The authors of the JMP article find the widening use of euthanasia in Belgium in general “ethically and legally problematic,” let alone the underreporting:
“This is in part related to the fact that several legal requirements intended to operate as safeguards and procedural guarantees in reality often fail to operate as such.”
The academics state – in no uncertain terms – that the commission in charge of overseeing doctors’ compliance with the law is either ineffective or possibly even complicit in a pro-euthanasia and assisted suicide agenda. It draws on academic research from the past 20 years to provide a compelling case.
“We believe this is ethically and legally problematic and should be of concern to everyone, regardless of their stance on the ethical justifiability of euthanasia in general.”
Euthanasia for ‘old age’
The main concern that the research brings out is that the use of euthanasia is being stretched to cover not only incurable illnesses that cause unbearable and lasting suffering, but now also “tiredness of life.” Legally, this is not permitted. However, doctors get round this by diagnosing what they call ‘polypathology’, defined as:
“the co-occurrence of multiple chronic or acute diseases and medical conditions within one person” (FCECE, 2020, 36).”
These multiple ‘chronic or acute diseases’ include simple things such as worsening eyesight, loss of hearing, polyarthritis, early-stage dementia, incontinence, etc. Essentially, symptoms of old age.
The article states:
“The latest report (covering 2018 and 2019) shows an increase of reported euthanasia cases not only for unbearable psychological suffering, but also for so-called “polypathology,” which accounts for 17.4 percent of all euthanasia cases reported in 2019 and represents the second most common indication for receiving euthanasia (after cancer, which accounts for around 62 percent of all reported euthanasia cases) (FCECE, 2020).
“Euthanasia following polypathology is becoming increasingly common, and the vast majority of such cases (71 percent) involves patients over the age of 80 (FCECE, 2020). By comparison, when one considers euthanasia cases in general, only about 37 percent of cases concern patients over the age of 80.”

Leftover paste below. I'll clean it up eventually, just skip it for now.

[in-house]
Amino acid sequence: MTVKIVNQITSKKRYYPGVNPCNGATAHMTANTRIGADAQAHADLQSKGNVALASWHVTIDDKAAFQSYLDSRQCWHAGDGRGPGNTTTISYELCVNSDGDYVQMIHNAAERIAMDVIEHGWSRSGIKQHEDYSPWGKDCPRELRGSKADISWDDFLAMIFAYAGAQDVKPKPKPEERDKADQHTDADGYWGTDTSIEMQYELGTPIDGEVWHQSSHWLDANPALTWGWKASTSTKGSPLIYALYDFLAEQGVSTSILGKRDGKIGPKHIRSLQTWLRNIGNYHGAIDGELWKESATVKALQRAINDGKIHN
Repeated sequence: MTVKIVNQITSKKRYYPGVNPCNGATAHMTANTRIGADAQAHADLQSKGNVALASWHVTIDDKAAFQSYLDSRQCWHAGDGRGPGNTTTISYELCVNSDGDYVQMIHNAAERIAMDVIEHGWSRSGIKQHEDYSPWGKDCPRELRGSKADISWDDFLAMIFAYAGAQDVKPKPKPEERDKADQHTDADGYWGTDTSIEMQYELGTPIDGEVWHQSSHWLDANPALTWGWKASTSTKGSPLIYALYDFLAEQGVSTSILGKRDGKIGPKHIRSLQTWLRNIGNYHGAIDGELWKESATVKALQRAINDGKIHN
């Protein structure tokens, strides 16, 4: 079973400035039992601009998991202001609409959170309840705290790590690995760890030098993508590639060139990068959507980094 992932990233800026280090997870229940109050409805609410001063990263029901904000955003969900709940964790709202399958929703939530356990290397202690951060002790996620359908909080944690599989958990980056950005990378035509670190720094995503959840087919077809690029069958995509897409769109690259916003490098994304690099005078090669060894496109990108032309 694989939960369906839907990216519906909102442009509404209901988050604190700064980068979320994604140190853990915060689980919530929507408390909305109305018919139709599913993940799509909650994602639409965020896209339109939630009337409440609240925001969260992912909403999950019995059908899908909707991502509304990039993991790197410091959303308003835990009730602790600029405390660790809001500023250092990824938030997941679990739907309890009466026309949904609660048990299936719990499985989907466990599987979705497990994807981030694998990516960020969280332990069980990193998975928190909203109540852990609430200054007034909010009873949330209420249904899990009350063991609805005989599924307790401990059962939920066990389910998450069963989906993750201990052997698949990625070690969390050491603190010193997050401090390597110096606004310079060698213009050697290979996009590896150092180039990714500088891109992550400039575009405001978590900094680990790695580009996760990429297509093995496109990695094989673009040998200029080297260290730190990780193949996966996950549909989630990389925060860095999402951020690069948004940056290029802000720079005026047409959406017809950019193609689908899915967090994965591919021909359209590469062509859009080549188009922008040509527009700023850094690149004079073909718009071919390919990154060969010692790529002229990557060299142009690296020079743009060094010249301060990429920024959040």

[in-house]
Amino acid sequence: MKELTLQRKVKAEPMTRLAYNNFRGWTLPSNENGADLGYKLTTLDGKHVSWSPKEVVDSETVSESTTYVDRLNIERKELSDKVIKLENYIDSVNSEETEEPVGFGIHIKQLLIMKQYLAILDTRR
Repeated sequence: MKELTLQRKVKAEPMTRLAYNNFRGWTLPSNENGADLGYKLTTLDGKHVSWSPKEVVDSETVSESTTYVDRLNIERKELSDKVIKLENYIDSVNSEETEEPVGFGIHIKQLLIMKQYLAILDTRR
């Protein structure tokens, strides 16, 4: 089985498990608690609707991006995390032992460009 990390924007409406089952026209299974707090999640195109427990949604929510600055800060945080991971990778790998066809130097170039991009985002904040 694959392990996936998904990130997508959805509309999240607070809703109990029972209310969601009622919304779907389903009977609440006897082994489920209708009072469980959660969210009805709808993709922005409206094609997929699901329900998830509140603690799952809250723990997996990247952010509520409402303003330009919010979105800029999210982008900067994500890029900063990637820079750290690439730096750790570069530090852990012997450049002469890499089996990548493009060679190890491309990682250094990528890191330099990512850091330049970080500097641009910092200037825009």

This should concern us. Are Belgian doctors really now saying that old people are no longer worthy of life? Only recently, Belgian doctors came out in support of killing disabled babies after they had been born, as well. The lines of whose life is worth living are being blurred. Who will be next?
Lack of safeguards
The second concern was that the mandatory consultation with one or two independent doctors did not offer any real security. The JMP articles argues that:
“Second, the obligatory consultation of one or two independent physicians may fail to provide a real safeguard. Their tasks are quite limited, and, more importantly, their advice is not binding anyway. The final authority to perform euthanasia lies with the attending physician who can perform it even against the (negative) advice of the consulted physicians.”
The problem is this: if euthanasia is requested for a psychiatric condition, then a psychiatrist must be consulted. This is standard practice. However, firstly, a psychiatrist’s assessment is not binding – which essentially gives a patient’s attending doctor the right to legally perform euthanasia where the psychiatrist has ‘issued negative advice’. Particularly if the patient has another condition; then the doctor can simply diagnose the patient with ‘polypathology’ and ‘get on with it’, as it were.